Kepler is back in full swing, identifying a cornucopia of new planets, some of which might even harbor life.
NASA’s Kepler spacecraft is back in commission, and has spotted its first exoplanet since nearly succumbing to a pointing malfunction.
NASA figures out a way to put Kepler back to work on its original mission in the search for habitable planets.
After studying data from NASA’s Kepler mission, astronomers determine that habitable planets are not rare.
Kepler-78b a mysterious alien exoplanet planet that should, theoretically, not be able to exist.
NASA astronomers produce first cloud map image of a planet that exists outside of our solar system.
NASA has given up on restoring the failing Kepler Space Telescope, but plans to use it for future space research.
Back in January of 2010, the Kepler Space Telescope was checking out a four-planet system called KOI-94, when it noticed something weird. Additional observations and recent analysis suggest that what Kepler saw was a double exoplanet transit, and since nobody's ever seen this before, astronomers have had to invent a brand new term to describe it: behold, an exosyzygy.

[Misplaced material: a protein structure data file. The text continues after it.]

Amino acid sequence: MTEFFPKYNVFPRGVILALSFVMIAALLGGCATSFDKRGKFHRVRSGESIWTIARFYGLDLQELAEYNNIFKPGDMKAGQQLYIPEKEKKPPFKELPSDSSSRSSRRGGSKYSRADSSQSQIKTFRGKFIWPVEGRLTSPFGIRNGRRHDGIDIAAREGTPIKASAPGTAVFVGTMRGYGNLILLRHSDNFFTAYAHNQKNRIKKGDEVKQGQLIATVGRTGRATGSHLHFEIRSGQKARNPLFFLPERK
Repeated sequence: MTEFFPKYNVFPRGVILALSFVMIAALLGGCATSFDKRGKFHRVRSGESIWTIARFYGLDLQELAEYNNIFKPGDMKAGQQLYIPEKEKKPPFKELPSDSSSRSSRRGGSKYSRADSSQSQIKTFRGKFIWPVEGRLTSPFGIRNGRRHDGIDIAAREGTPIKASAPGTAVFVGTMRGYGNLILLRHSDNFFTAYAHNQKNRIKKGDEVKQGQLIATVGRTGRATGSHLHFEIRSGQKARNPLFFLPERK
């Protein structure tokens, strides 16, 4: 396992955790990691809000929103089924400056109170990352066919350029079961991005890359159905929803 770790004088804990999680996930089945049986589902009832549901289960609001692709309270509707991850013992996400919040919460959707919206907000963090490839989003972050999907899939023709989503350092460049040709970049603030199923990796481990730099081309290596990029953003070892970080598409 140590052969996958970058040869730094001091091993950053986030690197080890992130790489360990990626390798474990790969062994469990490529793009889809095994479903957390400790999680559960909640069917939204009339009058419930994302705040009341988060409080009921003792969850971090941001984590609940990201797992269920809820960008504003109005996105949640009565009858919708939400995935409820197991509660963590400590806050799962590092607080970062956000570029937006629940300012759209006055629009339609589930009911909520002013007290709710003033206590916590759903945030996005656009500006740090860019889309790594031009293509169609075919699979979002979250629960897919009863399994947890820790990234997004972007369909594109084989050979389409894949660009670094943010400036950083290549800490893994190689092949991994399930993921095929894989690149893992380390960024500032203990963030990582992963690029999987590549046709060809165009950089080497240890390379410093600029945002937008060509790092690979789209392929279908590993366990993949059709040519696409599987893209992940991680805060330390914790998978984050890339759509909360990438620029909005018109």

NASA has announced that their planet-hunting spacecraft, Kepler, has discovered 1,235 potential new planets around alien stars. Of these, five of them are about the right size, and in about the right place, to potentially support life.